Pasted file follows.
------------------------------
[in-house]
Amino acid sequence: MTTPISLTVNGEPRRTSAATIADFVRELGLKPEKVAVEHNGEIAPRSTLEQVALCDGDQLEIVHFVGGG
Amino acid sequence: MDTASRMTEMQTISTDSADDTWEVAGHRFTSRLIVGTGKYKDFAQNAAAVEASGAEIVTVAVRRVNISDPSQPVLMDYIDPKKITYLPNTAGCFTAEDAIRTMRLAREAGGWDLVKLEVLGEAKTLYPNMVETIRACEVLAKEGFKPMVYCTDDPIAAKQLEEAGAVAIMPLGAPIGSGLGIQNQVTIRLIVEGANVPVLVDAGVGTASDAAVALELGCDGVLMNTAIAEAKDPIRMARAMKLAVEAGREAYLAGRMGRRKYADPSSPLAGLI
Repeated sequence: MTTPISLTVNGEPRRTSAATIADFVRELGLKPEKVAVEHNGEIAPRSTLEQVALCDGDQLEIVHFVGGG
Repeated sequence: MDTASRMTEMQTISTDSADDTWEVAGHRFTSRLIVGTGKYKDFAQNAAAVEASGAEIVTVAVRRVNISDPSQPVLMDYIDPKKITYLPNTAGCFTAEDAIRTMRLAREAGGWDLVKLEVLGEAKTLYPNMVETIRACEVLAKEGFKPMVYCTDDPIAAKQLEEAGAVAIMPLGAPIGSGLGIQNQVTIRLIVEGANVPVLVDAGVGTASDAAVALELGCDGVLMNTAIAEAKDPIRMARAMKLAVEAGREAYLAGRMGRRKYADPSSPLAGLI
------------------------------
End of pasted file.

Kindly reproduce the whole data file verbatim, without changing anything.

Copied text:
[in-house]
Amino acid sequence: MTTPISLTVNGEPRRTSAATIADFVRELGLKPEKVAVEHNGEIAPRSTLEQVALCDGDQLEIVHFVGGG
Amino acid sequence: MDTASRMTEMQTISTDSADDTWEVAGHRFTSRLIVGTGKYKDFAQNAAAVEASGAEIVTVAVRRVNISDPSQPVLMDYIDPKKITYLPNTAGCFTAEDAIRTMRLAREAGGWDLVKLEVLGEAKTLYPNMVETIRACEVLAKEGFKPMVYCTDDPIAAKQLEEAGAVAIMPLGAPIGSGLGIQNQVTIRLIVEGANVPVLVDAGVGTASDAAVALELGCDGVLMNTAIAEAKDPIRMARAMKLAVEAGREAYLAGRMGRRKYADPSSPLAGLI
Repeated sequence: MTTPISLTVNGEPRRTSAATIADFVRELGLKPEKVAVEHNGEIAPRSTLEQVALCDGDQLEIVHFVGGG
Repeated sequence: MDTASRMTEMQTISTDSADDTWEVAGHRFTSRLIVGTGKYKDFAQNAAAVEASGAEIVTVAVRRVNISDPSQPVLMDYIDPKKITYLPNTAGCFTAEDAIRTMRLAREAGGWDLVKLEVLGEAKTLYPNMVETIRACEVLAKEGFKPMVYCTDDPIAAKQLEEAGAVAIMPLGAPIGSGLGIQNQVTIRLIVEGANVPVLVDAGVGTASDAAVALELGCDGVLMNTAIAEAKDPIRMARAMKLAVEAGREAYLAGRMGRRKYADPSSPLAGLI